Hollywood is tapping into a new marketing pit stop: political conventions.
Denver saw no less than a mini film festival last week at the Democratic National Convention, with an ongoing series of screenings of politically tinged docs and features.
Delegates to the GOP gathering are seeing their share of films on an even grander scale than those staged in the Mile High City: Director-writer David Zucker (“Airplane!,” “Naked Gun”) screened his upcoming pic “An American Carol” to more than 1,000 conventioneers at the Minneapolis Convention Center. At a lavish reception, Lee Greenwood sang standards and buffets were themed around the armed forces.
The comedy satire, a spoof of “A Christmas Carol,” centers on a Michael Moore-like filmmaker (Kevin Farley) who is campaigning to end the Fourth of July. He gets visited by three ghosts — those of George Washington, George S. Patton and John F. Kennedy — who try to get him to rethink his ways. The cast also includes Kelsey Grammer, Robert Davi, Jon Voight, James Woods, Leslie Nielsen and Dennis Hopper. Fox News’ Bill O’Reilly has a cameo in which he admits to the Moore look-alike, “I just enjoy slapping you.”
Zucker, who wrote the movie with Myrna Sokoloff, doesn’t water down the satire.
The convention attendees “are just surprised at how over the top and funny it is. A lot of the movie is pretty shocking, and I don’t think Republicans are prepared for it because they are not used to movies that laugh at the left,” Zucker said from the Fox News skybox, where spent much of the day Monday promoting the film with Voight. He was attending his first political convention and, among other activities, he planned to attend a dinner with Mitt Romney and Jeb Bush.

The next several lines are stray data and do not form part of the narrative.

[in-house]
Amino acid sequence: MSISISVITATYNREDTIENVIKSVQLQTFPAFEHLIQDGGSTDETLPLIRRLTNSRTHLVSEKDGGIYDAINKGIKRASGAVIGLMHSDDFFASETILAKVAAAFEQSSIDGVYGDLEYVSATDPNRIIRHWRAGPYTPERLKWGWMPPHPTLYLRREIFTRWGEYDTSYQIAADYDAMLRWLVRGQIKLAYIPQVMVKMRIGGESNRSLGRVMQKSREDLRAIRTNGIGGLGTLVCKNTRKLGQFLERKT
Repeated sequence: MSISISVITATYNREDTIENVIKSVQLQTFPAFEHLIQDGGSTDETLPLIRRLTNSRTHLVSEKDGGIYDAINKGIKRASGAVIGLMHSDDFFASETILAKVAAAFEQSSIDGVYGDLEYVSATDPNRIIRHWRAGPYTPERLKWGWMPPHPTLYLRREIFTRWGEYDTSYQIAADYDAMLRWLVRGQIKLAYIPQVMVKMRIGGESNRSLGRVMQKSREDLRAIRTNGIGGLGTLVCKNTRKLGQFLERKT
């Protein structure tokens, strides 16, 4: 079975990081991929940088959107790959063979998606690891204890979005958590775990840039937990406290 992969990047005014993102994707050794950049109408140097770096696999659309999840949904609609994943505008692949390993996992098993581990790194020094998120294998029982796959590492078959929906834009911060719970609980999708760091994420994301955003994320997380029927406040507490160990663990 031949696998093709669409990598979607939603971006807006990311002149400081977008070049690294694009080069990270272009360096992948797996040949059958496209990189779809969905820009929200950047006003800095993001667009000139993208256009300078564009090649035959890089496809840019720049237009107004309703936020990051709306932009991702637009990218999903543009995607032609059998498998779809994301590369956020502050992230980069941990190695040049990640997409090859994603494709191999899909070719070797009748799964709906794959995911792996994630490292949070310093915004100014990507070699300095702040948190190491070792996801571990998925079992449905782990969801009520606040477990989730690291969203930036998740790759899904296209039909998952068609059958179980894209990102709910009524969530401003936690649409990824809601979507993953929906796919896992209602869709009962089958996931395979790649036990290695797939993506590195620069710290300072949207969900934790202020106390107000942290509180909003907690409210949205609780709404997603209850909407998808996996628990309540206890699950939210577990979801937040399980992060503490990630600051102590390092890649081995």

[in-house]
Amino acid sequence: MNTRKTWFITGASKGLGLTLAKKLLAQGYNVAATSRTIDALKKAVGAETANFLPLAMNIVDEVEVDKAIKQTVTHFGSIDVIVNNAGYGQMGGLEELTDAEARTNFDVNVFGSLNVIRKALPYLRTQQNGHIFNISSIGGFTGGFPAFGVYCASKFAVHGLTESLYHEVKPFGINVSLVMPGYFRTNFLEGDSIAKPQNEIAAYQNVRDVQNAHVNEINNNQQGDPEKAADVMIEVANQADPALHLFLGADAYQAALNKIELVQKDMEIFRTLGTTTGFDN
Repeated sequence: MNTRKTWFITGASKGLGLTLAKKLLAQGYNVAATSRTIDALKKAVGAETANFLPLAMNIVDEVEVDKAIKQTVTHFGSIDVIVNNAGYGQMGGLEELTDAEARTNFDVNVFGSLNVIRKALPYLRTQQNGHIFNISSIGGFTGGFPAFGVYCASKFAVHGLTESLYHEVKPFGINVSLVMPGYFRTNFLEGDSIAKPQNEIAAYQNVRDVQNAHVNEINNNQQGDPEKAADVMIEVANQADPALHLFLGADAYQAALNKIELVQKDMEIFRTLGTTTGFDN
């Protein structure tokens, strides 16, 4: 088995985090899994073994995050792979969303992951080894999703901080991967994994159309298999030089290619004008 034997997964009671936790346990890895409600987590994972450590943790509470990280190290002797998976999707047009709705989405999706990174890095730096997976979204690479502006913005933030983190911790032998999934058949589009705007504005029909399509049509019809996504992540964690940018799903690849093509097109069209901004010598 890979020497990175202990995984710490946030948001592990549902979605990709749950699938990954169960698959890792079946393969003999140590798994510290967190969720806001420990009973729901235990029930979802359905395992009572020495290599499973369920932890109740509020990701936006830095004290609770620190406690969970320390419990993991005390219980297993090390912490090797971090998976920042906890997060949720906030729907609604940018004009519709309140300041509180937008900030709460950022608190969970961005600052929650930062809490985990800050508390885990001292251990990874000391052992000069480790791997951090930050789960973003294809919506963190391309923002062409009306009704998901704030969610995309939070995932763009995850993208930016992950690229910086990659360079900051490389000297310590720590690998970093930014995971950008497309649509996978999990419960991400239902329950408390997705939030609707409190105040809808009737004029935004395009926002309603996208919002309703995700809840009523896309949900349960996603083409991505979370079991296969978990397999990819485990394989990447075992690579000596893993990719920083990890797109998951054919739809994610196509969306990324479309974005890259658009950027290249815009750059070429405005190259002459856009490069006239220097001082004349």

“I think we will be doing a lot of promotion on talkradio — anywhere we can reach the main audience for this,” Zucker said. “I think it will attract attention because of the controversial nature of the movie.”
The film skewers protesters, which was especially resonant on Monday after hundreds were arrested outside the Xcel Center.
One of the film’s producers, Steve McEveety, tapped into GOP contacts to co-host the event, including New York hedge fund tycoon Paul Singer. The pic is being released by McEveety’s Mpower Pictures and Vivendi Entertainment.
In addition to Zucker, Voight and Davi, the convention has drawn musicians including John Rich, who sang at a Lifetime Rock the Vote bash on Tuesday, and GOP stalwart Pat Boone, who was seen dining at the CNN Grill. MGM’s Harry Sloan, a supporter of John McCain since the start of his campaign, was expected to come into town for McCain’s acceptance speech. And there was a possibility that Sylvester Stallone would attend.
There’s also a handful of industry figures on the other side of the spectrum. Stuart Townsend screened “Battle in Seattle” on Monday, just as he did for the Democratic Convention, as part of the Impact Film Festival. The fest is hosting screenings in St. Paul as well.
Zucker was a longtime Democrat who backed Al Gore in 2000, but his political views changed after 9/11. He’s a McCain supporter who describes himself as a centrist, pro-choice and pro-environment (he has two Priuses).
“My goal is to convince Republicans to abandon nuclear power,” he said.
Zucker is an unabashed conservative on fiscal issues and national security. He used his creative skills in making biting anti-John Kerry ads for the Club for Growth in 2004 and provocative spots, one of which featured Madeleine Albright painting Osama bin Laden’s cave, for the Republican National Committee in 2006.
He has no plans yet to cut spots or take some other role this year — but he would like to.
“I almost can’t resist,” he said. “Humor is so ripe for this political season.”